Subgenres(s): Nu Metal
Length: 47 minutes
Disturbed Believe Review
Believe is the second album by nu metallers Disturbed. Following the massively successful release of The Sickness, you could have easily expected Disturbed to follow up in a similar fashion but that isn’t the case because they have chosen to shed off many of their defining traits to start on a new path for Believe.
The confrontational singing style and angsty lyrics have been scrapped in favour of highlighting David Draiman’s highly melodic singing abilities with his lyrics now taking a closer look at religion and spirituality, which is also depicted on the albums cover as a mix of the Christian crucifix, Islamic crescent, Jewish star of David and a Wiccan pentacle. The only song on Believe to feature any of his distinguishing barking noises is Intoxication so for anyone that is put off by that on The Sickness will find Believe much more welcoming.
The electronic elements have disappeared almost entirely with the tiny exceptions being the glitchy vocals at the start of Liberate and then the keyboards at the start of Remember and on the bridge of Mistress. Another rare moment is the final song, Darkness, which is an artfully crafted piano ballad that will catch most listener’s off-guard. It also proves that the band is capable of expressing themselves in an entire different way when they want to. It also happens to be the only song to feature an acoustic guitar as well as cellist Alison Chesley.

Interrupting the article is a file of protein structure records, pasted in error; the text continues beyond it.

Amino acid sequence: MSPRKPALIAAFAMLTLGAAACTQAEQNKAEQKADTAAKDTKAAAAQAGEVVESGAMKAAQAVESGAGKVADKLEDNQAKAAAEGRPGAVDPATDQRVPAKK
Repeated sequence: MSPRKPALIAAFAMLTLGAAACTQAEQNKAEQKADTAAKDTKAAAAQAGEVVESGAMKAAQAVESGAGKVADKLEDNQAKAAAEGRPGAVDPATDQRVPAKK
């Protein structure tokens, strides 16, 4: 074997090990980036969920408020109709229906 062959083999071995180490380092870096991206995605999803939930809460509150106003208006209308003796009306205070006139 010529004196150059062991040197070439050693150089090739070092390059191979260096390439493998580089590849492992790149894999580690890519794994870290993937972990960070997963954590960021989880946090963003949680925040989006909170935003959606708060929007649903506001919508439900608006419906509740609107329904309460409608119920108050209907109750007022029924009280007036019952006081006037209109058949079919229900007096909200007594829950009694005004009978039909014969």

Devour picks up a lot of momentum right at the end before coming to a sudden stop and it’s hard not to think that this could have easily transitioned into a new verse or even something slightly progressive but instead of tip-toing around something new Disturbed strictly adheres to their radio friendly format. That isn’t to say that there is anything inherently wrong with this, despite it almost feeling intentional at times, but it would have been interesting to hear the band tackle something more challenging.
Despite the sudden shift into a highly accessible and melodic style, Believe is still a nu metal album that focuses on straightforward guitar riffs and stays away from any form of flashy showmanship. In contrast to this, the rejection of angsty lyrics and aggression in general makes Believe one of nu metals most mature efforts by the simple virtue of escaping these common elements. Whether you consider Believe to be a streamlined or a stripped back effort will depend entirely on your perspective of the band and the subgenre.
David Draiman: Vocals
Dan Donegan: Guitar, keyboards
Steve Kmak: Bass guitar
Mike Wengren: Drums, percussion
Alison Chesley: Cello